This past Saturday, we all showed up live on Facebook so you could ask me anything about methylation. Here’s the video, and the audio recording as a podcast.
Don’t forget this Wednesday (at the time this post is published, that's tomorrow!) at 5:00 PM eastern time you can show up live again to ask me anything about vitamins A, D, and K! Here is the full schedule of upcoming Facebook Live events.
You can watch the video on Facebook using this link.
Listen on ITunes or Stitcher.
Click here to stream.
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Show Notes for Episode 17
In this episode you can find the following:
- 0:00 Intro, announcements about ChrisMasterjohnPhD.Com and my experience so far with US Wellness Meats liverwurst.
- 9:05 Figuring out apparently choline-induced headaches
- 12:20 An MTHFR mutation (e.g. C677T) could, even with normal homocysteine, be taxing your choline supply and causing you to waste away glycine into your urine. Boosting choline and glycine supply, and, perhaps most surprisingly, even supplementing with creatine, could help.
- 30:03 Using SAMe supplementation to diagnose methylation issues.
- 34:12 Choline and fatty liver disease
- 36:28 Why serum B12 shouldn't be used as the primary marker of B12 status and how to get MTHFR genetics tested
- 39:03 COMT mutations regulating (via dopamine) the balance between mental stability and mental flexibility, whether 5-methyl-folate supplementation could hurt mental health in those with low MTHFR activity but high COMT activity. Potential relation to obsessive compulsive disorder (OCD).
- 55:36 How to get choline if you're allergic to eggs?
- 57:33 Strange ammonia scent in the urine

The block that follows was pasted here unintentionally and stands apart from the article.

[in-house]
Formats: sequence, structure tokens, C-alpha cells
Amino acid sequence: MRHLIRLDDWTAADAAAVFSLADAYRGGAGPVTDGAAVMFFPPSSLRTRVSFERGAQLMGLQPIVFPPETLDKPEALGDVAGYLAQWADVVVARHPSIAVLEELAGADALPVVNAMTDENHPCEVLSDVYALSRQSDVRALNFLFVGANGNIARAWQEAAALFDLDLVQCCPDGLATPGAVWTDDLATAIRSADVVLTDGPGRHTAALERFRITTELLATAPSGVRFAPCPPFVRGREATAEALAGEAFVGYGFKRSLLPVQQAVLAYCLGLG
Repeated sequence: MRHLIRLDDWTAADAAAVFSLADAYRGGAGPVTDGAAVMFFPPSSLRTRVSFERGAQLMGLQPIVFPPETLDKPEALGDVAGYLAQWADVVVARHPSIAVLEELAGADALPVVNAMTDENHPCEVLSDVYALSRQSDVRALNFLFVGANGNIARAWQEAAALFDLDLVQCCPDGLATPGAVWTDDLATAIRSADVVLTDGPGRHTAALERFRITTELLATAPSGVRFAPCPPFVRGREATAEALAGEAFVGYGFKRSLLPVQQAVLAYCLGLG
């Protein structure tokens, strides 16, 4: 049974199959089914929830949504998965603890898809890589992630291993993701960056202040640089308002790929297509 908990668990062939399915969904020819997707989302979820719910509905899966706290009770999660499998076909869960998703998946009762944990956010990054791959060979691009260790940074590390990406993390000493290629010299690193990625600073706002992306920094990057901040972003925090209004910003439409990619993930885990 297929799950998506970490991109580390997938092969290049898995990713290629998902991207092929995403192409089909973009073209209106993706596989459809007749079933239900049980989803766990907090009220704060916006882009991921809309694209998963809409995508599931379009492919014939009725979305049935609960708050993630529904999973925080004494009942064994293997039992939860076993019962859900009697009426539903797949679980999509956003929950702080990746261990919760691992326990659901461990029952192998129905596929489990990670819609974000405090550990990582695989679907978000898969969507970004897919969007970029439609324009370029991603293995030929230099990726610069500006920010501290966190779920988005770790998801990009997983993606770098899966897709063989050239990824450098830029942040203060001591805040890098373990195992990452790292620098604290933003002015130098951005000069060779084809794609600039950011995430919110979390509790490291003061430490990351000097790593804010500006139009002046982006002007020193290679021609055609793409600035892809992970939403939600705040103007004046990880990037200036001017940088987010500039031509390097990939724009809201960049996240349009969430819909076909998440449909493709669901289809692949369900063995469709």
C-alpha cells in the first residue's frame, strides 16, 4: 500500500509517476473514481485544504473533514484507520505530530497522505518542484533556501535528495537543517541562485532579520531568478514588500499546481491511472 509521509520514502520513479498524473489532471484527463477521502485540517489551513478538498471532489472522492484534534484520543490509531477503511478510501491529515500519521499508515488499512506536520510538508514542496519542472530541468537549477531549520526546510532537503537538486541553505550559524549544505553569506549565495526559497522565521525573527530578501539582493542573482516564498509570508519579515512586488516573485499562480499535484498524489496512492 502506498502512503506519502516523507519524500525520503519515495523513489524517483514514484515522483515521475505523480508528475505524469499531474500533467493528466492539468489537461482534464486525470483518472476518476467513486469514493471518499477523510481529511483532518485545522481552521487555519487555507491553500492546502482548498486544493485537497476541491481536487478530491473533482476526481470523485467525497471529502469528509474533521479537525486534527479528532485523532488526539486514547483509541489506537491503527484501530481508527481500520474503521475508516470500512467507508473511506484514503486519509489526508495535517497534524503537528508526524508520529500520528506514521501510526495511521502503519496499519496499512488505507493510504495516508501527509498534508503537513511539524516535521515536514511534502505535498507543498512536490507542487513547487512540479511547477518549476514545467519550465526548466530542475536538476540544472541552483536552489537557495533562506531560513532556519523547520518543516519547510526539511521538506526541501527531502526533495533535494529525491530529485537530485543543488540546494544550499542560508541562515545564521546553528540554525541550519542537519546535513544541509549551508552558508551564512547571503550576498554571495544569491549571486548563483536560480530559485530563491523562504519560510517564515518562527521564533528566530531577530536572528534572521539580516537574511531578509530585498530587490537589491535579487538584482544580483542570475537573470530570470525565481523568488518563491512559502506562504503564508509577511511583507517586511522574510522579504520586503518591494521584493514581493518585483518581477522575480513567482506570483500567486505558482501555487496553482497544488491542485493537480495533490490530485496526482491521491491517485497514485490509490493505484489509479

- 1:01:29 If someone eats a diet low in muscle meat, is it still important to eat collagen-rich animal foods?
- 1:06:38 My serum B12 is off the charts and I'm not even taking a supplement. What gives?!
- 1:09:32 MTHFR mutation, no gall bladder, and high liver enzymes on a high-fat diet: choline support seems in order, but rethinking the high-fat diet in this particular case is also wise.
- 1:11:48 My thoughts on fasting for general health
- 1:14:00 Post-traumatic stress disorder (PTSD)
- 1:15:41 Thyroid autoimmunity
- 1:20:24 Nutritional support for nitric oxide production
- 1:25:13 Supporting glutathione status
- 1:27:26 What is the best selenium supplement to take?
Here are relevant links:
- My posts on choline and fatty liver disease
- Meeting the Choline Requirement
- Resources for measuring methylation genetics: 23andMe, MTHFR Support, Genetic Genie, NutraHacker (ignore all of the recommendations in the right column of the report)
- The Pursuit of Happiness, my article on methylation of dopamine and the balance between mental stability and flexibility
- MMA test for vitamin B12 status
- Selenocysteine — This is my preferred form of supplemental selenium. For someone taking it as extra insurance, I believe one capsule every two days is a reasonable dose. For someone with evidence of selenium deficiency (ideally this means plasma glutathione peroxidase activity or plasma selenoprotein P are low), I think it is reasonable to take one capsule every day. Higher doses should require supervision and regular monitoring of selenium status.